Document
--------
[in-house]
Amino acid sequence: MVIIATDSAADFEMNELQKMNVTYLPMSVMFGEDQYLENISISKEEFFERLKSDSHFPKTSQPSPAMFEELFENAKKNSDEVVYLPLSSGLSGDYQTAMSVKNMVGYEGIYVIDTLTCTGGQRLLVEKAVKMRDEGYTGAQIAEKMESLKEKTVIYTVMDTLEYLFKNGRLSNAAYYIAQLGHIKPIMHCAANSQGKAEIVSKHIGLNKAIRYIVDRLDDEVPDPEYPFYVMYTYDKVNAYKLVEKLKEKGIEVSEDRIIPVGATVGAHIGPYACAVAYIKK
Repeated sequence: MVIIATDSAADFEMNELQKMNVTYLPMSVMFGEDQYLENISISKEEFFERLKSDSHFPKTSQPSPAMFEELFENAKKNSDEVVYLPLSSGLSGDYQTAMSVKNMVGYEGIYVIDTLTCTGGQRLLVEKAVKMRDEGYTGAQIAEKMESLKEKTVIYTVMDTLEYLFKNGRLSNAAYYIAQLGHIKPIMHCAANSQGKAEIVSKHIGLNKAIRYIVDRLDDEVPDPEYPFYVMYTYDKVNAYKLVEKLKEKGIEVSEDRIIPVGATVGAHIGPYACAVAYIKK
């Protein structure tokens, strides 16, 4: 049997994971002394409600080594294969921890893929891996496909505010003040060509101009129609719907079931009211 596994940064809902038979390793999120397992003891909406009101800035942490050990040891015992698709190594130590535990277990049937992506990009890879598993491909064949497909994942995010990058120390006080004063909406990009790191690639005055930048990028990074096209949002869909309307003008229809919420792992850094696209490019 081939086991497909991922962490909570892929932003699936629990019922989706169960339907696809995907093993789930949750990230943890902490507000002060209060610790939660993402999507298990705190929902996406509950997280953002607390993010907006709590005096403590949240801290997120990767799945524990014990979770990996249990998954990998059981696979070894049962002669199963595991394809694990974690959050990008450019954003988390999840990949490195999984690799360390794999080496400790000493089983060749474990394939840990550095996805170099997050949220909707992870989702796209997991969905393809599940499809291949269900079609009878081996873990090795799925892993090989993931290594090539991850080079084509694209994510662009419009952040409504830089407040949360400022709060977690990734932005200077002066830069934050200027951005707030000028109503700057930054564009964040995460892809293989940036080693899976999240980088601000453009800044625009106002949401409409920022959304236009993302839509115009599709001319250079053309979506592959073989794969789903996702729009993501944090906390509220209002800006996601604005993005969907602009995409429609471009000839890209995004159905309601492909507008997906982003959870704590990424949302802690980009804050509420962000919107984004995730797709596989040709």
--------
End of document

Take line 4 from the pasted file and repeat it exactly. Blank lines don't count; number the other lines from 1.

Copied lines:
């Protein structure tokens, strides 16, 4: 049997994971002394409600080594294969921890893929891996496909505010003040060509101009129609719907079931009211 596994940064809902038979390793999120397992003891909406009101800035942490050990040891015992698709190594130590535990277990049937992506990009890879598993491909064949497909994942995010990058120390006080004063909406990009790191690639005055930048990028990074096209949002869909309307003008229809919420792992850094696209490019 081939086991497909991922962490909570892929932003699936629990019922989706169960339907696809995907093993789930949750990230943890902490507000002060209060610790939660993402999507298990705190929902996406509950997280953002607390993010907006709590005096403590949240801290997120990767799945524990014990979770990996249990998954990998059981696979070894049962002669199963595991394809694990974690959050990008450019954003988390999840990949490195999984690799360390794999080496400790000493089983060749474990394939840990550095996805170099997050949220909707992870989702796209997991969905393809599940499809291949269900079609009878081996873990090795799925892993090989993931290594090539991850080079084509694209994510662009419009952040409504830089407040949360400022709060977690990734932005200077002066830069934050200027951005707030000028109503700057930054564009964040995460892809293989940036080693899976999240980088601000453009800044625009106002949401409409920022959304236009993302839509115009599709001319250079053309979506592959073989794969789903996702729009993501944090906390509220209002800006996601604005993005969907602009995409429609471009000839890209995004159905309601492909507008997906982003959870704590990424949302802690980009804050509420962000919107984004995730797709596989040709």